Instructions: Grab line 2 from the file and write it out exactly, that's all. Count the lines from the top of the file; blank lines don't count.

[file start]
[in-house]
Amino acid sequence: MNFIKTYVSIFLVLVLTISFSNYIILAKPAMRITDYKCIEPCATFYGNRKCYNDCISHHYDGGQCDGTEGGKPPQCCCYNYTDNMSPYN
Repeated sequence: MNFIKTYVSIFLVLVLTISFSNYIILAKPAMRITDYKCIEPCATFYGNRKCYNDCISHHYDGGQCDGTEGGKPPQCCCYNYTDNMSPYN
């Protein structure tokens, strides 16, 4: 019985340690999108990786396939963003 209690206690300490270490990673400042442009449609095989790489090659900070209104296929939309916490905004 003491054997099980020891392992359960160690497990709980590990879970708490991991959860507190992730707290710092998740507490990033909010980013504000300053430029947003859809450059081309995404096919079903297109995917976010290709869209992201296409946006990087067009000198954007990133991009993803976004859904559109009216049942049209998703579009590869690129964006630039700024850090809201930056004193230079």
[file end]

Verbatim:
Amino acid sequence: MNFIKTYVSIFLVLVLTISFSNYIILAKPAMRITDYKCIEPCATFYGNRKCYNDCISHHYDGGQCDGTEGGKPPQCCCYNYTDNMSPYN